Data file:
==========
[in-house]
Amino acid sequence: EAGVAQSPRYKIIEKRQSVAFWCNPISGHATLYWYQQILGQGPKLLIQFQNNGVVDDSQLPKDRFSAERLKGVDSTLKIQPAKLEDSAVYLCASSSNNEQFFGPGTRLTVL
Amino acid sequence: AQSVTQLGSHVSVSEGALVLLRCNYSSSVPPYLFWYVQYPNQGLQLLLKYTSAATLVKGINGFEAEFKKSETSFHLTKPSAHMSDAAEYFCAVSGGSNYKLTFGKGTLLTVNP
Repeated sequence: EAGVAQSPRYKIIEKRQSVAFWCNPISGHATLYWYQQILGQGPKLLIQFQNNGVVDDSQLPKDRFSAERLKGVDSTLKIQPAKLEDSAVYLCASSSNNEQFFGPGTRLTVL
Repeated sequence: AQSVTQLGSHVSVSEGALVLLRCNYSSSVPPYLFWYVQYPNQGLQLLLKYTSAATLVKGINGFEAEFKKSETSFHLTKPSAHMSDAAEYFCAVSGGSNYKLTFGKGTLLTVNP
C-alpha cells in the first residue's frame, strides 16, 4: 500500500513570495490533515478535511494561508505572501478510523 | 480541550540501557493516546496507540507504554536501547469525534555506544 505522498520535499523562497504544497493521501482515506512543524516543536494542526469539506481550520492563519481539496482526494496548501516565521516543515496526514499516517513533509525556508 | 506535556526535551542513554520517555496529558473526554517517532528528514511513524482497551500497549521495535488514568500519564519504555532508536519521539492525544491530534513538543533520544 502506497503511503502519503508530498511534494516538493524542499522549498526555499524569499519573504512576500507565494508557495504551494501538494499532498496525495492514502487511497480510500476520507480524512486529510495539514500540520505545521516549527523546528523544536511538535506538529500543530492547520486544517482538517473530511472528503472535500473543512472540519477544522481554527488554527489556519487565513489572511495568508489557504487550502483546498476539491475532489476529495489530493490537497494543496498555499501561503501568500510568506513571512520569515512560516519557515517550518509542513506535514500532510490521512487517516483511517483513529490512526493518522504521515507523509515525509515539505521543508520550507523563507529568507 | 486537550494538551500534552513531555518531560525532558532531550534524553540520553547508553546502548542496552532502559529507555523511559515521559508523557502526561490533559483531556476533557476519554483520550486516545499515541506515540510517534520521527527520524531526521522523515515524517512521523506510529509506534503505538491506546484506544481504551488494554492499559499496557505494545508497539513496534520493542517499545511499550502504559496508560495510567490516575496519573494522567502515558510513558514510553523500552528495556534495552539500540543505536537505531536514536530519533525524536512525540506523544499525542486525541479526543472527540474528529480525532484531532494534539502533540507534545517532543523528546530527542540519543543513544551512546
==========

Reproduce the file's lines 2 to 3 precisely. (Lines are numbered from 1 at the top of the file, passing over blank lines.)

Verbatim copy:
Amino acid sequence: EAGVAQSPRYKIIEKRQSVAFWCNPISGHATLYWYQQILGQGPKLLIQFQNNGVVDDSQLPKDRFSAERLKGVDSTLKIQPAKLEDSAVYLCASSSNNEQFFGPGTRLTVL
Amino acid sequence: AQSVTQLGSHVSVSEGALVLLRCNYSSSVPPYLFWYVQYPNQGLQLLLKYTSAATLVKGINGFEAEFKKSETSFHLTKPSAHMSDAAEYFCAVSGGSNYKLTFGKGTLLTVNP